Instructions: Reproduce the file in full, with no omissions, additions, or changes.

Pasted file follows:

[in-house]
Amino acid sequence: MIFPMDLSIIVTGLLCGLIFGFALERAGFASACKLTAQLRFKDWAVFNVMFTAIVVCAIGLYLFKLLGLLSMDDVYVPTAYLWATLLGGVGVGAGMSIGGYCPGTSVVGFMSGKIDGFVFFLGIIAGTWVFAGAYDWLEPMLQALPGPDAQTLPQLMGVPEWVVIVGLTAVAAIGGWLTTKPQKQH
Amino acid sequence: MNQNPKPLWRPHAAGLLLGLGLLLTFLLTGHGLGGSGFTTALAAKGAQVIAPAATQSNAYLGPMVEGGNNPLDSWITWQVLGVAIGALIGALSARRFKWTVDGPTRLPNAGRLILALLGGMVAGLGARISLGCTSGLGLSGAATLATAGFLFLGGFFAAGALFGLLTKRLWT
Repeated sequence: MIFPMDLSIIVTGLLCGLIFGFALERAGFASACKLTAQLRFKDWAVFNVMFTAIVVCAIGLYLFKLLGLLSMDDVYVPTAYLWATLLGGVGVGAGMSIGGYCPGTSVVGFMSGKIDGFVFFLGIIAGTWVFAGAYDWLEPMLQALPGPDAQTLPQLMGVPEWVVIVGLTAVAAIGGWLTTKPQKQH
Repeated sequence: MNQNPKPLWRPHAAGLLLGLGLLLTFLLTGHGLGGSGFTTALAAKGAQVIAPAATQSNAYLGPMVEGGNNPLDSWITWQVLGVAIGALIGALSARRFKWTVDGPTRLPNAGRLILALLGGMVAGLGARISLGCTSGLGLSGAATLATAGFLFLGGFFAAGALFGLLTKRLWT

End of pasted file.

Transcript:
[in-house]
Amino acid sequence: MIFPMDLSIIVTGLLCGLIFGFALERAGFASACKLTAQLRFKDWAVFNVMFTAIVVCAIGLYLFKLLGLLSMDDVYVPTAYLWATLLGGVGVGAGMSIGGYCPGTSVVGFMSGKIDGFVFFLGIIAGTWVFAGAYDWLEPMLQALPGPDAQTLPQLMGVPEWVVIVGLTAVAAIGGWLTTKPQKQH
Amino acid sequence: MNQNPKPLWRPHAAGLLLGLGLLLTFLLTGHGLGGSGFTTALAAKGAQVIAPAATQSNAYLGPMVEGGNNPLDSWITWQVLGVAIGALIGALSARRFKWTVDGPTRLPNAGRLILALLGGMVAGLGARISLGCTSGLGLSGAATLATAGFLFLGGFFAAGALFGLLTKRLWT
Repeated sequence: MIFPMDLSIIVTGLLCGLIFGFALERAGFASACKLTAQLRFKDWAVFNVMFTAIVVCAIGLYLFKLLGLLSMDDVYVPTAYLWATLLGGVGVGAGMSIGGYCPGTSVVGFMSGKIDGFVFFLGIIAGTWVFAGAYDWLEPMLQALPGPDAQTLPQLMGVPEWVVIVGLTAVAAIGGWLTTKPQKQH
Repeated sequence: MNQNPKPLWRPHAAGLLLGLGLLLTFLLTGHGLGGSGFTTALAAKGAQVIAPAATQSNAYLGPMVEGGNNPLDSWITWQVLGVAIGALIGALSARRFKWTVDGPTRLPNAGRLILALLGGMVAGLGARISLGCTSGLGLSGAATLATAGFLFLGGFFAAGALFGLLTKRLWT